Alaska Airlines Joins Oneworld

Assuming there are no last minute delays, Alaska Airlines will become a full member of the Oneworld alliance this Wednesday, 31 March 2021.

This means that members of Oneworld frequent flyer programmes will benefit from full reciprocal recognition when flying on Alaska Airlines, and vice versa.

BA of course has an existing codeshare and frequent flyer partnership with Alaska. Whilst this is a long standing relationship, the scope of the codeshares does not appear to have been refreshed for some time, particularly since Alaska acquired Virgin America.

For readers outside of the US, this is somewhat academic as travel restrictions are yet to be lifted. Whilst there have been positive soundings about a reopening in July, the UK government continues to dampen expectations about international travel this summer.

New Airlines (Almost) Ready For Take Off

You would think a global pandemic would be the worst time to launch a new airline, but aviation has always attracted dreamers and no amount of industry shocks are going to change that.

No doubt hoping to take advantage of pent up demand and unencumbered by the very high debt levels of legacy carriers, a number of airlines are planning on launching in the coming months.

EGO Airways in Italy is due to start its scheduled passenger flights this summer between regional airports such as Brindisi, Cagliari, Florence and Forli, initially with a fleet of two Embraer E 190 aircraft.

World2Fly plans to launch long haul flights from Madrid to destinations such as Cancun, Havana and Punta Cana.

Over on the other side of the Atlantic, Andrew Levy, former president of Allegiant Airlines plans to launch Avelo Air this summer. The airline was formed with the purchase of the assets of XTRA Airways in 2018. Using a fleet of Boeing 737-800 aircraft, it plans to operate between unserved city pairs in the US.

A similar approach will be adopted by Breeze Airways, led by aviation veteran and JetBlue founder David Neeleman, which is expected to confirm its plans imminently. It is expected to have a base in Salt Lake City.

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London Air Travel’s Monday Briefing – 22 March 2021

Welcome to London Air Travel’s weekly briefing on air travel around the world, as published every Monday at 06:00 GMT.

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Trump Boeing 757-200 N757AF, LaGuardia Airport, New York, 2015
Trump Boeing 757-200 N757AF, LaGuardia Airport, New York, 2015 (Image Credit: London Air Travel)

Welcome to London Air Travel’s Monday Briefing for the week beginning 22 March 2021.

The Summer Timetable Begins

This Sunday, 28 March 2021, marks the official start of the summer timetable in the Northern Hemisphere.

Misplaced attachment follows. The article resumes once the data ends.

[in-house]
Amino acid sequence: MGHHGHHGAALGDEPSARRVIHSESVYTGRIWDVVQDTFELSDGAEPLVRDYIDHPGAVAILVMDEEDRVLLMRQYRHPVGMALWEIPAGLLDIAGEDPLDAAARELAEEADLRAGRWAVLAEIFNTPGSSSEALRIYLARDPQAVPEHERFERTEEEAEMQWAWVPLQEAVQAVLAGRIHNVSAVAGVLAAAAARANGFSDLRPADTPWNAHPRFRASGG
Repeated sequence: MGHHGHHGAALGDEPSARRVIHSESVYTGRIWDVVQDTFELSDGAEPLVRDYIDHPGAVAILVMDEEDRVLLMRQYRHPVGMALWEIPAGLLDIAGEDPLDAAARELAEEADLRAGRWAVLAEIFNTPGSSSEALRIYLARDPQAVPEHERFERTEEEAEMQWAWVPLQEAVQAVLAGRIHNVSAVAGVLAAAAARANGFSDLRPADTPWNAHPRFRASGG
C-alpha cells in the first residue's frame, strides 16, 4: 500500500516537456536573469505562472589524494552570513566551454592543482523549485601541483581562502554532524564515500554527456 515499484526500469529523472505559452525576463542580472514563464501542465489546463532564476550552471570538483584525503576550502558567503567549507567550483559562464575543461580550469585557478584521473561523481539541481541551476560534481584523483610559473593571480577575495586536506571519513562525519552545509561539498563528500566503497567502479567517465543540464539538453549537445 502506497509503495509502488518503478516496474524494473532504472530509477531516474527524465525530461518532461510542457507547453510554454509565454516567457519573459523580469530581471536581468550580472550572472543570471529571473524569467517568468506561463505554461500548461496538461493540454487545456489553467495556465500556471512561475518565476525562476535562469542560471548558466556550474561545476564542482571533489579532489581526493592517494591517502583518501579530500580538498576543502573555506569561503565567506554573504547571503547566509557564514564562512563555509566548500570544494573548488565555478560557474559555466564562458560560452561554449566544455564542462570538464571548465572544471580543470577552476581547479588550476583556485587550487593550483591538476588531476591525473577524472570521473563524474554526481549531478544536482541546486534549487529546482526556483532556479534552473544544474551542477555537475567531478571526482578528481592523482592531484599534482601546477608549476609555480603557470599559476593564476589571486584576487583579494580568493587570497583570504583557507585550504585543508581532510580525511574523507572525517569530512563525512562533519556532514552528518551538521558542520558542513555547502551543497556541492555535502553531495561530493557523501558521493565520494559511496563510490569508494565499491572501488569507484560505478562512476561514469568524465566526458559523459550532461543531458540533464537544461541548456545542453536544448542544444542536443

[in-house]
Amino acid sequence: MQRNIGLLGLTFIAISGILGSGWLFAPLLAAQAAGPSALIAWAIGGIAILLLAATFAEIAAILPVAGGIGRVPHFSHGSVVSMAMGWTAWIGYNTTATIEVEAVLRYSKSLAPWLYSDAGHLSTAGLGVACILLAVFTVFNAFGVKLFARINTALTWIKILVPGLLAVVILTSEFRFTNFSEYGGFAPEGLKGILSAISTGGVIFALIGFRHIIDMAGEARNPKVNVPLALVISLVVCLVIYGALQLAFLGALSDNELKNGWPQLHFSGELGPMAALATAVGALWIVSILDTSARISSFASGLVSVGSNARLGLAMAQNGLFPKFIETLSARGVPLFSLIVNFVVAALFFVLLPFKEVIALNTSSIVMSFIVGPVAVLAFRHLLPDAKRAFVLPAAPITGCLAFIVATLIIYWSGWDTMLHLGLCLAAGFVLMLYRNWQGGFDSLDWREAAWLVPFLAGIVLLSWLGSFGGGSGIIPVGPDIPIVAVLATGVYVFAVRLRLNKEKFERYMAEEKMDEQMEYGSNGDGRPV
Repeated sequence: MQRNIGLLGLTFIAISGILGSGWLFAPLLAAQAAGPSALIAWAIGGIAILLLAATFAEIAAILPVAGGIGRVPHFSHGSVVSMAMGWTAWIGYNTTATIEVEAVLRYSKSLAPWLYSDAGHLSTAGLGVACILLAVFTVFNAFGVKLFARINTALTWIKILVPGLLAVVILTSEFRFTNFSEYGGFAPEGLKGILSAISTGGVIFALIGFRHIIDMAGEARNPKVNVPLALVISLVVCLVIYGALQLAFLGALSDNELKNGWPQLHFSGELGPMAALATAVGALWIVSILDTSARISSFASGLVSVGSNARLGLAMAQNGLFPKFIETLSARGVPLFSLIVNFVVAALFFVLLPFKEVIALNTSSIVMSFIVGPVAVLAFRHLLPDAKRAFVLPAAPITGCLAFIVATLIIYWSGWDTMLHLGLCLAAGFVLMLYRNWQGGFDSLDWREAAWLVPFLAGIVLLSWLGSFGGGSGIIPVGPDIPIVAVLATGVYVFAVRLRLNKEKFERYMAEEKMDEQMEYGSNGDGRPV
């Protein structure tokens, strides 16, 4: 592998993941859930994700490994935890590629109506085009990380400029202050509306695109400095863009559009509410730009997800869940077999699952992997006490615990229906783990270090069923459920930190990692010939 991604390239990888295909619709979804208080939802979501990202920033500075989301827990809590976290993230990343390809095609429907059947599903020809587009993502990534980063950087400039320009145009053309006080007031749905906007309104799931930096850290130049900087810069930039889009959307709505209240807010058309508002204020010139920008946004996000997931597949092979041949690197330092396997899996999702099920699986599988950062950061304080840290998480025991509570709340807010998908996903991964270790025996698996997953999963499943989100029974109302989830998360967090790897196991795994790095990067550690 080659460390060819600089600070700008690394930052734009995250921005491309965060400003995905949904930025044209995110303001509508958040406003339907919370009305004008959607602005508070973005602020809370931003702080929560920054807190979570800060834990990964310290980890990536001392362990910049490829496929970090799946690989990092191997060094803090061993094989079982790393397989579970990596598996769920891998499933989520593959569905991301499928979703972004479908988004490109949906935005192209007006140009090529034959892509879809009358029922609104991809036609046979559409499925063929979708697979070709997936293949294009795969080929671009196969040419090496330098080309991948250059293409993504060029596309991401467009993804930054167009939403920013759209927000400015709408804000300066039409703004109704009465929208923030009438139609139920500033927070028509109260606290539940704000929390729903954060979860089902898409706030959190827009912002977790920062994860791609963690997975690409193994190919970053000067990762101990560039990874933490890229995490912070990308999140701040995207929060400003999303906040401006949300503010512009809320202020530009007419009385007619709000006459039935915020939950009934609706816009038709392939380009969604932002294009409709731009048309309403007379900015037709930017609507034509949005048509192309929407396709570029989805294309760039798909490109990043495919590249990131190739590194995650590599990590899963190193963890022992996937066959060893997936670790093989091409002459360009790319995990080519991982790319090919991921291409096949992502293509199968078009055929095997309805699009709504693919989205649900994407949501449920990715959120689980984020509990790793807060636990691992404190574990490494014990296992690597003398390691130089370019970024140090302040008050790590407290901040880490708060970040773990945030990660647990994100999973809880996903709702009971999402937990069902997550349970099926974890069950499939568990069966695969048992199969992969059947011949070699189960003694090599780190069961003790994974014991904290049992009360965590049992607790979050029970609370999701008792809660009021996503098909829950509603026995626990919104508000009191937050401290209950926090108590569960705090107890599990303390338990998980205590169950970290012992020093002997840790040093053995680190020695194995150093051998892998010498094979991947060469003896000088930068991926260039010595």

Ordinarily at this time of year we should be able to present a long list of seasonal schedule changes.

Apart from BA transferring Bermuda to London Heathrow this Sunday and American Airlines launching Heathrow – Seattle on 1 April, there’s little else to confirm. There may be frequency increases to come for BA to Lahore and Tel Aviv, but these are not yet reflected in online timetables.

Airlines had been hoping that Monday 17 May would mark the reopening of international travel. Both BA and Virgin Atlantic currently plan to increase their schedules from this date.

Defence Minister Ben Wallace, who was tasked to do the Sunday political show broadcast round yesterday, said it was “potentially risky” and “premature” to book for Britons to book a summer holiday this year.

Speaking to Sophy Ridge on Sky News Ben Wallace said “We can’t be deaf and blind to what’s going on outside the United Kingdom. If we were to be reckless in any way, and import new variants that put up risk, what would people say about that?”

Members of the Scientific Advisory Group for Emergencies (SAGE) have gone further and warned in today’s Guardian that the public should not consider summer holidays until next year because of the risk of vaccine resistant variants entering the UK.

This has prompted an immediate and furious response from airline industry bodies and trade unions who see such speculation as deeply unhelpful.

The Financial Times reports that the UK government’s global travel task force is looking at reinstating a traffic light system for countries, this time based on their respective levels of vaccination. Pilot schemes with countries with high vaccination rates such as Israel and the US are also consideration. The current mandatory hotel quarantine regime may also be replaced with self-isolation at home.

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London Air Travel’s Monday Briefing – 15 March 2021

Welcome to London Air Travel’s weekly briefing on air travel around the world, as published every Monday at 06:00 GMT.

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Sean Doyle, Chief Executive, British Airways